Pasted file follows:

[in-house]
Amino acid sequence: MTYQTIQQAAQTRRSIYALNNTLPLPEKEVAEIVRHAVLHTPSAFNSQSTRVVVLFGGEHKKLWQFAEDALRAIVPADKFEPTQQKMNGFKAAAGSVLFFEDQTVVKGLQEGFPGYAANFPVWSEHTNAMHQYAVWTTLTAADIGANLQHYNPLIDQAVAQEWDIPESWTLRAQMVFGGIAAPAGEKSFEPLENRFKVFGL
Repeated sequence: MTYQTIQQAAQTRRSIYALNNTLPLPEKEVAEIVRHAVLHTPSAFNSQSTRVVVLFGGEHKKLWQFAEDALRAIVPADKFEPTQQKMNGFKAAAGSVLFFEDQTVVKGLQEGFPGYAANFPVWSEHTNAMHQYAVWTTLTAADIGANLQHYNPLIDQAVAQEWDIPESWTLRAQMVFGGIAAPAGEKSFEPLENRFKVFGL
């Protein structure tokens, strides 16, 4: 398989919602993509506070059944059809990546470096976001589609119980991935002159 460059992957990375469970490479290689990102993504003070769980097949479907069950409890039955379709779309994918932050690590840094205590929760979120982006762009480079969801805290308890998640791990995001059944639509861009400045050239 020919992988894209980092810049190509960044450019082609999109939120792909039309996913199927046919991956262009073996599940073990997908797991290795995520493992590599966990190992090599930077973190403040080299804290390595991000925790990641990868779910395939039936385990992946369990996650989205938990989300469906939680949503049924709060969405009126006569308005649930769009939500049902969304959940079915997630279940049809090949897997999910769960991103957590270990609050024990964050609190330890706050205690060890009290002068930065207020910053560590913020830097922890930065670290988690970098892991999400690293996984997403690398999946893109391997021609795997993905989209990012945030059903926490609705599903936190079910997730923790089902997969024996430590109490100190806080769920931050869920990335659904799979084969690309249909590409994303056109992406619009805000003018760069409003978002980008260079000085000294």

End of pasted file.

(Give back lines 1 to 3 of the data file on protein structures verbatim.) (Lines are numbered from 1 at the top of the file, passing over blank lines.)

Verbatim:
[in-house]
Amino acid sequence: MTYQTIQQAAQTRRSIYALNNTLPLPEKEVAEIVRHAVLHTPSAFNSQSTRVVVLFGGEHKKLWQFAEDALRAIVPADKFEPTQQKMNGFKAAAGSVLFFEDQTVVKGLQEGFPGYAANFPVWSEHTNAMHQYAVWTTLTAADIGANLQHYNPLIDQAVAQEWDIPESWTLRAQMVFGGIAAPAGEKSFEPLENRFKVFGL
Repeated sequence: MTYQTIQQAAQTRRSIYALNNTLPLPEKEVAEIVRHAVLHTPSAFNSQSTRVVVLFGGEHKKLWQFAEDALRAIVPADKFEPTQQKMNGFKAAAGSVLFFEDQTVVKGLQEGFPGYAANFPVWSEHTNAMHQYAVWTTLTAADIGANLQHYNPLIDQAVAQEWDIPESWTLRAQMVFGGIAAPAGEKSFEPLENRFKVFGL